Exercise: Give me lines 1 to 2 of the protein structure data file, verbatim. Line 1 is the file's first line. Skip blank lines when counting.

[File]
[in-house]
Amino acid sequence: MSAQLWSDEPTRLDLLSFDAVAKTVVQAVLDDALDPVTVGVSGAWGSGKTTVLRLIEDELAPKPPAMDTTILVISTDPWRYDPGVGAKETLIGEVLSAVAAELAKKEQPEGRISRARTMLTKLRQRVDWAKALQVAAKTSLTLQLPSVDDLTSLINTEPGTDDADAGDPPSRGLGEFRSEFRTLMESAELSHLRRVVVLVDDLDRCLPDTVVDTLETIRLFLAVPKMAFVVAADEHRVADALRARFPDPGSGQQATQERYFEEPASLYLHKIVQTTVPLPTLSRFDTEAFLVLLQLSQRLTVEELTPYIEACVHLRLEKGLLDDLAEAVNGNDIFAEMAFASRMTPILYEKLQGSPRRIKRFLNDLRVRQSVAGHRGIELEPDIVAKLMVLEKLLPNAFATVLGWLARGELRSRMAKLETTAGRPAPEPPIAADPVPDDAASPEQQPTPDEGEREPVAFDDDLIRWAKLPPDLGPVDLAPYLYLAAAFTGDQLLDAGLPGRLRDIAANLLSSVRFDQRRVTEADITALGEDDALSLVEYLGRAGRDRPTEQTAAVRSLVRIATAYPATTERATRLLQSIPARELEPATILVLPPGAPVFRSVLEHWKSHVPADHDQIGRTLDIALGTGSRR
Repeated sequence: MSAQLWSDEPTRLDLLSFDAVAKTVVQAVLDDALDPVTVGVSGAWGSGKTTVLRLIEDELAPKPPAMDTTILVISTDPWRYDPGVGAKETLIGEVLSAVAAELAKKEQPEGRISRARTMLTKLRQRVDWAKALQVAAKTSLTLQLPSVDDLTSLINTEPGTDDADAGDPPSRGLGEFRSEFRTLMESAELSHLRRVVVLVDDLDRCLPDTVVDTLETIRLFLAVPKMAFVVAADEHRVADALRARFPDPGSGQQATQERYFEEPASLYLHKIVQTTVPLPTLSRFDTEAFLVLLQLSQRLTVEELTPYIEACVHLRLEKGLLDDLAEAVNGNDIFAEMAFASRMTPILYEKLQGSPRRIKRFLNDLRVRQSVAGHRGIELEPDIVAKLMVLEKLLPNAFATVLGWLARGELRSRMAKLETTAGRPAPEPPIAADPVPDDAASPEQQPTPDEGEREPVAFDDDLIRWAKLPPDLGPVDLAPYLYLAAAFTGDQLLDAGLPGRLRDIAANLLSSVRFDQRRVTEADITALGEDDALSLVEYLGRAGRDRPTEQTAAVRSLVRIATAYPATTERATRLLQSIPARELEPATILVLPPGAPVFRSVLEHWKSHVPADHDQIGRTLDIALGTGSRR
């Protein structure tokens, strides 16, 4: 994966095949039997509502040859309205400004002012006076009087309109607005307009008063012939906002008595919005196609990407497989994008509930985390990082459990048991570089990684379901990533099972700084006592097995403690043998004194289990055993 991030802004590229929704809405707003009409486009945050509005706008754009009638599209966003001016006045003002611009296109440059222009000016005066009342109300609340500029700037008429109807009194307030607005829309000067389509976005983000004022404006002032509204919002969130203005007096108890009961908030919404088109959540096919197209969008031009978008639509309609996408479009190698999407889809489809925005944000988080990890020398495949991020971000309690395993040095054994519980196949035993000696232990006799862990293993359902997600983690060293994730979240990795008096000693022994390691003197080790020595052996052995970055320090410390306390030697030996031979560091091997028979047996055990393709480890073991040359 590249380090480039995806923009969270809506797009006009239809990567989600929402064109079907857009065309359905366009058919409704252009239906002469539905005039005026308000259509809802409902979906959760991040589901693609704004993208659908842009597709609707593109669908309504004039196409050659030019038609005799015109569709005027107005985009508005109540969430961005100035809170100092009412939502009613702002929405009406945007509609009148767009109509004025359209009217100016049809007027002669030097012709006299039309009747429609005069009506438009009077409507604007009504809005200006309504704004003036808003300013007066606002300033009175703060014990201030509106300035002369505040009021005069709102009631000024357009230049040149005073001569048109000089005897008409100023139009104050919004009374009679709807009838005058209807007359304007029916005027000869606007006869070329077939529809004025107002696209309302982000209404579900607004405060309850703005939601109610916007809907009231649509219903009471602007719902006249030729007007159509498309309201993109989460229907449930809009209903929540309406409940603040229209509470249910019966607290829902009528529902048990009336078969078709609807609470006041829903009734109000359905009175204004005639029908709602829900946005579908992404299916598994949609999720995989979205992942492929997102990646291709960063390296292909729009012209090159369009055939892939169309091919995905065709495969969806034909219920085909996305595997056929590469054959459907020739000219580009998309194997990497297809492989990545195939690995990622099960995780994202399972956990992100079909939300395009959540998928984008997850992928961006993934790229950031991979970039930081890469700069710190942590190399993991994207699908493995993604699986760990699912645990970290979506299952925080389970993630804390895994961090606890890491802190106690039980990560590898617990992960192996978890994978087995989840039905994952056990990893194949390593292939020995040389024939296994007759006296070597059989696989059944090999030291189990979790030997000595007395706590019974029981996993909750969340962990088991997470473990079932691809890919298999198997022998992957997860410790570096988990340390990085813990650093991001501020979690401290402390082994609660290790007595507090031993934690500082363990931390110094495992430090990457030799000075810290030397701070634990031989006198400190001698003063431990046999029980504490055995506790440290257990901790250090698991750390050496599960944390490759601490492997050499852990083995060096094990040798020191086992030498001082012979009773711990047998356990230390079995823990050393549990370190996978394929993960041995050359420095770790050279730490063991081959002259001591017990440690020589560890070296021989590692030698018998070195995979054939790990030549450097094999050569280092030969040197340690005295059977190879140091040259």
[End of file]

[in-house]
Amino acid sequence: MSAQLWSDEPTRLDLLSFDAVAKTVVQAVLDDALDPVTVGVSGAWGSGKTTVLRLIEDELAPKPPAMDTTILVISTDPWRYDPGVGAKETLIGEVLSAVAAELAKKEQPEGRISRARTMLTKLRQRVDWAKALQVAAKTSLTLQLPSVDDLTSLINTEPGTDDADAGDPPSRGLGEFRSEFRTLMESAELSHLRRVVVLVDDLDRCLPDTVVDTLETIRLFLAVPKMAFVVAADEHRVADALRARFPDPGSGQQATQERYFEEPASLYLHKIVQTTVPLPTLSRFDTEAFLVLLQLSQRLTVEELTPYIEACVHLRLEKGLLDDLAEAVNGNDIFAEMAFASRMTPILYEKLQGSPRRIKRFLNDLRVRQSVAGHRGIELEPDIVAKLMVLEKLLPNAFATVLGWLARGELRSRMAKLETTAGRPAPEPPIAADPVPDDAASPEQQPTPDEGEREPVAFDDDLIRWAKLPPDLGPVDLAPYLYLAAAFTGDQLLDAGLPGRLRDIAANLLSSVRFDQRRVTEADITALGEDDALSLVEYLGRAGRDRPTEQTAAVRSLVRIATAYPATTERATRLLQSIPARELEPATILVLPPGAPVFRSVLEHWKSHVPADHDQIGRTLDIALGTGSRR